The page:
Asthma is a chronic inflammatory disease, characterized by bronchial hyperresponsiveness and a variable, reversible airway obstruction. Despite improved diagnostics and therapy, asthma prevalence and mortality are increasing worldwide. Around 300 million people of all age groups and from all countries are suffering from asthma, making it a serious, global health-related problem.
Asthma leads to impairment in quality of life that correlates well with severity of disease. Times of absence from work and school may lead to social impairment. Patients with severe asthma have more frequent exacerbations, unscheduled physician and emergency visits. It is estimated, that a total number of 250.000 people worldwide die prematurely because of asthma.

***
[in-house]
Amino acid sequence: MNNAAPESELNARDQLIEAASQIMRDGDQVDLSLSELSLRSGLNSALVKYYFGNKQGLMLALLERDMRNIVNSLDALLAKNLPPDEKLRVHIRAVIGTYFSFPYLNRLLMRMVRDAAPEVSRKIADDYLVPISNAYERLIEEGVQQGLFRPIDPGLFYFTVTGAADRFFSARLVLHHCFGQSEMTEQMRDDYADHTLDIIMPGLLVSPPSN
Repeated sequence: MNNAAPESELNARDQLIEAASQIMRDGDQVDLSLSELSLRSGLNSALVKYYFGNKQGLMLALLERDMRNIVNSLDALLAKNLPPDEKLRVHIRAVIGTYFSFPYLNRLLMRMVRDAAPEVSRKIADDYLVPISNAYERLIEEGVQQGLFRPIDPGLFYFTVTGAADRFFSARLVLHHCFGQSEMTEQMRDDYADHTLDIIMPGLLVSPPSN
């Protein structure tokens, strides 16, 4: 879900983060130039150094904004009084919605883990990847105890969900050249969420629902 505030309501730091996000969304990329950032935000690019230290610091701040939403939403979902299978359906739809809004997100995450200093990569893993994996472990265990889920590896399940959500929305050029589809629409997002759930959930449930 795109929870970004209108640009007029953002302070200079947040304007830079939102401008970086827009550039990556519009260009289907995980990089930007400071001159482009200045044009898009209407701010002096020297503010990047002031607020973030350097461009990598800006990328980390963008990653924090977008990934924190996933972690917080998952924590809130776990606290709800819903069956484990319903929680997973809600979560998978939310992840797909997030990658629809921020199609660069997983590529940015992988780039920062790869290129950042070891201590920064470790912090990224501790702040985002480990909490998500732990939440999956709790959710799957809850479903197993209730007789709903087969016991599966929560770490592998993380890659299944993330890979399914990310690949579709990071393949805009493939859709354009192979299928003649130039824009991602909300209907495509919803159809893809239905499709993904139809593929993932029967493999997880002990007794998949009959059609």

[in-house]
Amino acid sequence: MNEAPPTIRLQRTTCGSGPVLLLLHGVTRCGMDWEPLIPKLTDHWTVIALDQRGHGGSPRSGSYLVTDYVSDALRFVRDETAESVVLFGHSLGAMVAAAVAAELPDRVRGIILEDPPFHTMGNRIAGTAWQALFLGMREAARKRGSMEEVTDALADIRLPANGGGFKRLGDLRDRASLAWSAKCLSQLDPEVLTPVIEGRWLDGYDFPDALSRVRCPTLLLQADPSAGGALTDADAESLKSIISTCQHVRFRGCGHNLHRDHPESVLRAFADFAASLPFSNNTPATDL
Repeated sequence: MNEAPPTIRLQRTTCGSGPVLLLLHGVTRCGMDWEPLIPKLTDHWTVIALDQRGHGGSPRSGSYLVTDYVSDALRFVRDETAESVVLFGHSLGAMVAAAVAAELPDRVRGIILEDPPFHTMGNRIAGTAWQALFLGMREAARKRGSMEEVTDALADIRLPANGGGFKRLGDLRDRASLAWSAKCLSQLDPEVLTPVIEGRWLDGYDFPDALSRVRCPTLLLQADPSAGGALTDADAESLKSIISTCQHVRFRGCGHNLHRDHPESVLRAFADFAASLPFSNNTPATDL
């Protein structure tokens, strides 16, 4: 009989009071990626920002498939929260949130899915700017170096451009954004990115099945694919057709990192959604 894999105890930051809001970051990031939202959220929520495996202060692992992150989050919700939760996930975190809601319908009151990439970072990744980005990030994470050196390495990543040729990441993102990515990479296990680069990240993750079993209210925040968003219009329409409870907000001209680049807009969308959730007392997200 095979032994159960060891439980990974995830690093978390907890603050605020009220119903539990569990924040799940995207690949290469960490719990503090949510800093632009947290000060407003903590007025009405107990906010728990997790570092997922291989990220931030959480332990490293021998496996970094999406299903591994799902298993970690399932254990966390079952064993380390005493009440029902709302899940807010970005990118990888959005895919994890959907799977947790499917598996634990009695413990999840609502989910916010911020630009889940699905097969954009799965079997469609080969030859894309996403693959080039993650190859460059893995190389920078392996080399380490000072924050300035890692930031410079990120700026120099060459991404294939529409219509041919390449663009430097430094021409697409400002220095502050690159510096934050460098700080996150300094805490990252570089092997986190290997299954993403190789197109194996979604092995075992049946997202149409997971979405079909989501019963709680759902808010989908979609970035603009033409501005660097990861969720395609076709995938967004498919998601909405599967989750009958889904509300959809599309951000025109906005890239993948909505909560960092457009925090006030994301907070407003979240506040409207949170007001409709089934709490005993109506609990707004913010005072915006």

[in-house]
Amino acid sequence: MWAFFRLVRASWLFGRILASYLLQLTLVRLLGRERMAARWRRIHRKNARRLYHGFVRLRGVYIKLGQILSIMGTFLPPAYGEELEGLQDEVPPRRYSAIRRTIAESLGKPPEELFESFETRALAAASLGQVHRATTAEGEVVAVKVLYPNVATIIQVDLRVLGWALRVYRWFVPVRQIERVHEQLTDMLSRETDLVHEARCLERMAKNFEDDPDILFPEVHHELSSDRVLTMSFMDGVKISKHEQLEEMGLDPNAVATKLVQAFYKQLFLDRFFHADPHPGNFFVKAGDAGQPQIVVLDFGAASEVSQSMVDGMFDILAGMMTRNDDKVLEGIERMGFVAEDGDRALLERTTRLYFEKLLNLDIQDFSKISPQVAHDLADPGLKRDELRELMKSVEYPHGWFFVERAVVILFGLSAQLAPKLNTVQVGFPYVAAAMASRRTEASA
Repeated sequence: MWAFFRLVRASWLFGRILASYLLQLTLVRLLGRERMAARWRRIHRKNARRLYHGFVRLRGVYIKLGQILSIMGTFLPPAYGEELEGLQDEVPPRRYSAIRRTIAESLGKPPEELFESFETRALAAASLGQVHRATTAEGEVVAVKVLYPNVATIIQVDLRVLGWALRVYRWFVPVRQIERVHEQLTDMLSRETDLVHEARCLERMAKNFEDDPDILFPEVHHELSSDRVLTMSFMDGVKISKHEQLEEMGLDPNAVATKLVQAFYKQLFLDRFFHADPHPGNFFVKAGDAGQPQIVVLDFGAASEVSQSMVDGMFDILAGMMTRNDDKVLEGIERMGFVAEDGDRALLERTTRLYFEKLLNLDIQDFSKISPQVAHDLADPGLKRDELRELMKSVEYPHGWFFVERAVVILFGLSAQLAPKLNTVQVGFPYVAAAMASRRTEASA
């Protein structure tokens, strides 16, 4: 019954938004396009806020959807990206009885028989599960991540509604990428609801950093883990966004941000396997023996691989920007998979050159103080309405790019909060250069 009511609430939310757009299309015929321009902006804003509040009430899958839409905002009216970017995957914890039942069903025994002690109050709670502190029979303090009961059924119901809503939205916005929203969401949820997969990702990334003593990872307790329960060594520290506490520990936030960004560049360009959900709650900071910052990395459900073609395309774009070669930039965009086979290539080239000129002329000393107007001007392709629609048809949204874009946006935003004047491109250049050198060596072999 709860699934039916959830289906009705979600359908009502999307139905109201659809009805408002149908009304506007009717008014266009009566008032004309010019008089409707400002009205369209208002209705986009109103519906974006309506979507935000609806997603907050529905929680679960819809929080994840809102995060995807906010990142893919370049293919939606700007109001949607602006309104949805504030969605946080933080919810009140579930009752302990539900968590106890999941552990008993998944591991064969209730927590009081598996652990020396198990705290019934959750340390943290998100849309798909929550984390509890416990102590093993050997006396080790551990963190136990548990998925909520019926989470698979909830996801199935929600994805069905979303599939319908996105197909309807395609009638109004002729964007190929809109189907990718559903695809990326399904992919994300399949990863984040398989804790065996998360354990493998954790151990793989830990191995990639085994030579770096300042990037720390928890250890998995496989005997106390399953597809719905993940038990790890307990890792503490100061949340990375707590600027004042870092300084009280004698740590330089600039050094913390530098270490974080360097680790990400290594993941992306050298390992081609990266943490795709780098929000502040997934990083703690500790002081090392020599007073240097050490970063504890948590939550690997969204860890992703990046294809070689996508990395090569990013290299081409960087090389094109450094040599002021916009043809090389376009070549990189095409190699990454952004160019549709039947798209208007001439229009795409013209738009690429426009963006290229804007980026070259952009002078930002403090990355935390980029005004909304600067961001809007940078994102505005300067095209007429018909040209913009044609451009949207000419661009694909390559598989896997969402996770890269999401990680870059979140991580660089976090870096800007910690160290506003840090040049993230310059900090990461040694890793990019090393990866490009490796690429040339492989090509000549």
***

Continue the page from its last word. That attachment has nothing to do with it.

There are several underlying factors that define the different asthma phenotypes. Therefore it is reasonable to understand asthma not as a single entity, but as a syndrome that comprises different pathologies which may in fact overlap in clinical practice. The different grading systems (e.g. severity, asthma control, intrinsic vs. extrinsic, dominating pattern of inflammation) reflect this diversity. In the past years it was proposed to reconsider the concept of asthma and to classify the disease according to the dominant phenotype. This approach not only needs a clinical and functional assessment, but also an evaluation that thoroughly assesses all aspects of asthma including pathophysiology, allergies, cellular and molecular diagnostics, thus providing the basis of a successful management of severe asthma.